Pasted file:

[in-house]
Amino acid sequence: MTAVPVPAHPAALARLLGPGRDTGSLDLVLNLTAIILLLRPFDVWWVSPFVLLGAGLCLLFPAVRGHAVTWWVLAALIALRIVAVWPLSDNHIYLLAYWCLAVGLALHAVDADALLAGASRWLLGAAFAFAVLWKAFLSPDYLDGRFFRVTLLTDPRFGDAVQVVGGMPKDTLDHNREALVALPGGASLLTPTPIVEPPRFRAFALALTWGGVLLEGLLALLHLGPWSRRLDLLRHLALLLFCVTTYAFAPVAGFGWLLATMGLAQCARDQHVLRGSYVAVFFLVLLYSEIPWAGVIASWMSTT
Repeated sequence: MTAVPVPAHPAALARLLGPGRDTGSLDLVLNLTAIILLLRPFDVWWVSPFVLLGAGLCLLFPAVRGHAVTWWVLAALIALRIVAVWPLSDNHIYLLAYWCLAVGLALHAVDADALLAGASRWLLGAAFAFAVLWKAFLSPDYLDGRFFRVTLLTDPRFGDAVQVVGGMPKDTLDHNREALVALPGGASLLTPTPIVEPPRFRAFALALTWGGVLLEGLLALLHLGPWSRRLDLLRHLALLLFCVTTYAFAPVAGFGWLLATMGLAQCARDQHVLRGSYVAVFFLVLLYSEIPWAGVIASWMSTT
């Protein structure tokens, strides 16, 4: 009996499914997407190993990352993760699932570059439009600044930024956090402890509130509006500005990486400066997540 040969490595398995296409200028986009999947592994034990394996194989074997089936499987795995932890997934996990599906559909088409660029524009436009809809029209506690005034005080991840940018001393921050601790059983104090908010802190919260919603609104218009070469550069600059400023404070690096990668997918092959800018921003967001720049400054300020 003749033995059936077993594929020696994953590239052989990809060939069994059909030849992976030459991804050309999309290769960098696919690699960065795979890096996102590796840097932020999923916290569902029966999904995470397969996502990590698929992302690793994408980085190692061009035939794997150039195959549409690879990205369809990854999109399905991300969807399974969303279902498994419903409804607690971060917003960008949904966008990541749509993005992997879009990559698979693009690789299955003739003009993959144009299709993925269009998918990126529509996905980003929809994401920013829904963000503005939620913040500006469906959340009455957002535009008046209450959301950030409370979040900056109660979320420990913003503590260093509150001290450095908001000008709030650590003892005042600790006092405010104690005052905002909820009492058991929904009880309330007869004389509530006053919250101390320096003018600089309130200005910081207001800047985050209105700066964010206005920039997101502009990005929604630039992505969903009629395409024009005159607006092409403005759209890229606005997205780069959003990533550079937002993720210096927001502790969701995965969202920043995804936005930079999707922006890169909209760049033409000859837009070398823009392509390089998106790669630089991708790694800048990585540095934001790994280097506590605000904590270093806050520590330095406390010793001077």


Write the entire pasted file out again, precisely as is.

[in-house]
Amino acid sequence: MTAVPVPAHPAALARLLGPGRDTGSLDLVLNLTAIILLLRPFDVWWVSPFVLLGAGLCLLFPAVRGHAVTWWVLAALIALRIVAVWPLSDNHIYLLAYWCLAVGLALHAVDADALLAGASRWLLGAAFAFAVLWKAFLSPDYLDGRFFRVTLLTDPRFGDAVQVVGGMPKDTLDHNREALVALPGGASLLTPTPIVEPPRFRAFALALTWGGVLLEGLLALLHLGPWSRRLDLLRHLALLLFCVTTYAFAPVAGFGWLLATMGLAQCARDQHVLRGSYVAVFFLVLLYSEIPWAGVIASWMSTT
Repeated sequence: MTAVPVPAHPAALARLLGPGRDTGSLDLVLNLTAIILLLRPFDVWWVSPFVLLGAGLCLLFPAVRGHAVTWWVLAALIALRIVAVWPLSDNHIYLLAYWCLAVGLALHAVDADALLAGASRWLLGAAFAFAVLWKAFLSPDYLDGRFFRVTLLTDPRFGDAVQVVGGMPKDTLDHNREALVALPGGASLLTPTPIVEPPRFRAFALALTWGGVLLEGLLALLHLGPWSRRLDLLRHLALLLFCVTTYAFAPVAGFGWLLATMGLAQCARDQHVLRGSYVAVFFLVLLYSEIPWAGVIASWMSTT
């Protein structure tokens, strides 16, 4: 009996499914997407190993990352993760699932570059439009600044930024956090402890509130509006500005990486400066997540 040969490595398995296409200028986009999947592994034990394996194989074997089936499987795995932890997934996990599906559909088409660029524009436009809809029209506690005034005080991840940018001393921050601790059983104090908010802190919260919603609104218009070469550069600059400023404070690096990668997918092959800018921003967001720049400054300020 003749033995059936077993594929020696994953590239052989990809060939069994059909030849992976030459991804050309999309290769960098696919690699960065795979890096996102590796840097932020999923916290569902029966999904995470397969996502990590698929992302690793994408980085190692061009035939794997150039195959549409690879990205369809990854999109399905991300969807399974969303279902498994419903409804607690971060917003960008949904966008990541749509993005992997879009990559698979693009690789299955003739003009993959144009299709993925269009998918990126529509996905980003929809994401920013829904963000503005939620913040500006469906959340009455957002535009008046209450959301950030409370979040900056109660979320420990913003503590260093509150001290450095908001000008709030650590003892005042600790006092405010104690005052905002909820009492058991929904009880309330007869004389509530006053919250101390320096003018600089309130200005910081207001800047985050209105700066964010206005920039997101502009990005929604630039992505969903009629395409024009005159607006092409403005759209890229606005997205780069959003990533550079937002993720210096927001502790969701995965969202920043995804936005930079999707922006890169909209760049033409000859837009070398823009392509390089998106790669630089991708790694800048990585540095934001790994280097506590605000904590270093806050520590330095406390010793001077």